Dan Huttenlocher named inaugural dean of MIT Schwarzman College of Computing

February 21, 2019
Rob Matheson | MIT News Office

Dan Huttenlocher SM ’84, PhD ’88, a seasoned builder and leader of new academic entities at Cornell University, has been named as the first dean of the MIT Stephen A. Schwarzman College of Computing. He will assume his new post this summer.

A member of Cornell’s computer science faculty since 1988, Huttenlocher has served since 2012 as the founding dean of Cornell Tech, a graduate school in New York City that focuses on digital technology and its economic and societal impacts. Previously, he helped create and then led Cornell’s Faculty of Computing and Information Science.

Huttenlocher returns to MIT with widely published scholarship in computer science, as well as a strongly interdisciplinary approach to computing. He also brings extensive background in industry: Huttenlocher served for 12 years as a scientist at Xerox’s Palo Alto Research Center (PARC) before leaving to co-found a financial technology company in 2000. He currently chairs the board of the John D. and Catherine T. MacArthur Foundation, and sits on the boards of directors of Amazon and Corning.

Huttenlocher’s appointment was announced this morning by Provost Martin Schmidt in a letter to the MIT community.

“The College of Computing represents a pivotal new chapter in MIT’s perpetual effort to reinvent itself in order to live up to its mission,” Schmidt wrote. “As we take on this Institute-wide challenge, I believe we are very fortunate to have, in Dan, such an inspiring and collaborative leader — someone equipped to ensure a strong beginning for the College and to lay a foundation for its lasting success. I very much look forward to working with Dan as he takes on this new challenge.”

The MIT Schwarzman College of Computing was announced last October as a $1 billion commitment to addressing the opportunities and challenges presented by the prevalence of computing and the rise of artificial intelligence. The initiative aims to reorient MIT to bring the power of computing and artificial intelligence to all fields of study, and to educate students in every discipline to responsibly use and develop these technologies. The college is slated to open in September 2019.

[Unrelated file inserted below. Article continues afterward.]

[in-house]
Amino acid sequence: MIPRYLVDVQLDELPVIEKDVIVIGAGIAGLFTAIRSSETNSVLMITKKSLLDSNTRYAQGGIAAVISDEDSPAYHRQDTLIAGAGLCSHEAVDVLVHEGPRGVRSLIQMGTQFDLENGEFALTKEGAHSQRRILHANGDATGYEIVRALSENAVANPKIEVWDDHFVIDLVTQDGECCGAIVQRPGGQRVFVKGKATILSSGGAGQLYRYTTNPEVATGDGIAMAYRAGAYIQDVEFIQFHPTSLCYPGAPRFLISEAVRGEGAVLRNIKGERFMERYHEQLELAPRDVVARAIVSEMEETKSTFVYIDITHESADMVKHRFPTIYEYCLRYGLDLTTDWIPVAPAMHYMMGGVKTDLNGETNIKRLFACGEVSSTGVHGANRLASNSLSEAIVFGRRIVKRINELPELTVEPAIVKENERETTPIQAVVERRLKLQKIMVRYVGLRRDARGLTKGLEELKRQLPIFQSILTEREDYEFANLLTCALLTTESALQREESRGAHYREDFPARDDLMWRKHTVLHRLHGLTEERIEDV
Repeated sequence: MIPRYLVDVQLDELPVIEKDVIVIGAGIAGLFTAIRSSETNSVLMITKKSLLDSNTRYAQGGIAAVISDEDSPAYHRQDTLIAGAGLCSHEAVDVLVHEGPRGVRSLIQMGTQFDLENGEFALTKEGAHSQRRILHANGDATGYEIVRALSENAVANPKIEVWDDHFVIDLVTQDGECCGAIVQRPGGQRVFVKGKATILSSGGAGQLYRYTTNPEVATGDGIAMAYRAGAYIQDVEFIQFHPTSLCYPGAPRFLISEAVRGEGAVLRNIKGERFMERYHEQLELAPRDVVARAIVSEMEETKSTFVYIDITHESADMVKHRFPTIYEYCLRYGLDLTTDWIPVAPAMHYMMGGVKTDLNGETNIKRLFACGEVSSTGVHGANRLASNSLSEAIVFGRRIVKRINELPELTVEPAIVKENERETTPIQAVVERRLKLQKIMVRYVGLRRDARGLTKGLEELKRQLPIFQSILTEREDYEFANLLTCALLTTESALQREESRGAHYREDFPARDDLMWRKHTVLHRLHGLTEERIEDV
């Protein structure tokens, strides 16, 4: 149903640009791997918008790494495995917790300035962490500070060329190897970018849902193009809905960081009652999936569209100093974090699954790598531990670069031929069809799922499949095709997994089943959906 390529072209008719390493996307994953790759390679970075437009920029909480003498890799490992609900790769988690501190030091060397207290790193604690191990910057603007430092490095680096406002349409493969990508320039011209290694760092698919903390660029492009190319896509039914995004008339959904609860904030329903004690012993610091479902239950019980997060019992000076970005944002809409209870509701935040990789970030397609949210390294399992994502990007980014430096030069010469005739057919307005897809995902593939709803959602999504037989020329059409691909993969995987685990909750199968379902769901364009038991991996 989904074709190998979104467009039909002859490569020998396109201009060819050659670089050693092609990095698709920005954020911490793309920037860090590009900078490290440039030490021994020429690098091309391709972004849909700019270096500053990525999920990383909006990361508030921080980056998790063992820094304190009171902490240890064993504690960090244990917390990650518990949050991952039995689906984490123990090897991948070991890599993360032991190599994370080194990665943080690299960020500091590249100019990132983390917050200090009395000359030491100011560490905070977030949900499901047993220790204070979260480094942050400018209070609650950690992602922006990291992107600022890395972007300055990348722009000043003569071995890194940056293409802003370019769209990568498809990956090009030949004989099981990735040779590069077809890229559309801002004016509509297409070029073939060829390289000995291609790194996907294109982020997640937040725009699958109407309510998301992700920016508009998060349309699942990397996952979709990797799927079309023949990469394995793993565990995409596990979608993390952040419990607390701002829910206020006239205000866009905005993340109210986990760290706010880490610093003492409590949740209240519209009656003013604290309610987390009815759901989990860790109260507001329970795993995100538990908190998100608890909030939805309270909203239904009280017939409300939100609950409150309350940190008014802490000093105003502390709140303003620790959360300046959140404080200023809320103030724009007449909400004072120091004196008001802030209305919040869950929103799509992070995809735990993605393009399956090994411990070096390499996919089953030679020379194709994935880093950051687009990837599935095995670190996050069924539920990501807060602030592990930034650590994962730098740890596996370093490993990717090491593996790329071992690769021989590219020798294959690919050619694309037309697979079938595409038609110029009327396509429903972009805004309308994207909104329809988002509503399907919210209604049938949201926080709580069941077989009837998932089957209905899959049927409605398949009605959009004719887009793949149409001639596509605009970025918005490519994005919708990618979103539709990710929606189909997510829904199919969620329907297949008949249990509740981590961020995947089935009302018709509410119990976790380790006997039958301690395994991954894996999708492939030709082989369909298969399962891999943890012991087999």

“MIT Schwarzman College is an ambitious experiment in educating the leaders society needs to navigate the algorithmic future,” says MIT President L. Rafael Reif. “For its founding dean, we looked for someone who combined educational creativity, instinctive collegiality, intellectual depth and breadth, institutional savvy, and industry experience. In Dan Huttenlocher, we found all these qualities — along with the signature MIT combination of boldness, enthusiasm, and humility. I'm eager to work with Dan, and I look forward to seeing how he leads our community through the college’s ongoing evolution.”

Huttenlocher holds two degrees from the Institute: In 1984, he earned a master’s degree in electrical engineering and computer science, and in 1988, he earned his PhD in computer science from the Artificial Intelligence Laboratory — a precursor to today’s Computer Science and Artificial Intelligence Laboratory (CSAIL). Huttenlocher sees it as an honor to return to the Institute in a leadership position, especially at a time when computing is evolving rapidly, producing new opportunities and challenges.

“MIT has a bold vision for rethinking computing-related research and education to respond to today’s and tomorrow’s challenges and opportunities,” Huttenlocher says. “The Institute plays a unique role in American and global higher education, and it’s exciting to be coming back to the place where I did my formative research work. I’ve learned a lot from MIT, and the world has changed a lot. If I can help contribute to the ways MIT wants to change in this new world, that is an amazing honor.”

Huttenlocher earned a bachelor’s degree from the University of Michigan in 1980, double-majoring in computer and communication sciences and experimental psychology. In recent years, he has served on two MIT visiting committees, one for Undergraduate and Graduate Programs and the other for the MIT Media Lab.

Since 2018, Huttenlocher has chaired the board of the John D. and Catherine T. MacArthur Foundation, a Chicago-based global foundation with assets of more than $6 billion.

“In the eight years that I have known Dan, as board member and now chair, he has proven himself to be intellectually curious, always respectful, and deeply supportive, especially of work that is both innovative and rigorous,” says Julia Stasch, president of the John D. and Catherine T. MacArthur Foundation. “He challenges us to be pragmatic and to be bold, and to move with the urgency that these times require. He is engaged in all that we do, from criminal justice and journalism to climate solutions, but we have especially benefitted from his wise counsel as we consider, across every area of work, ethical and social considerations in the inevitable and increasing use of technology.”

Thinking multidisciplinary and enterprising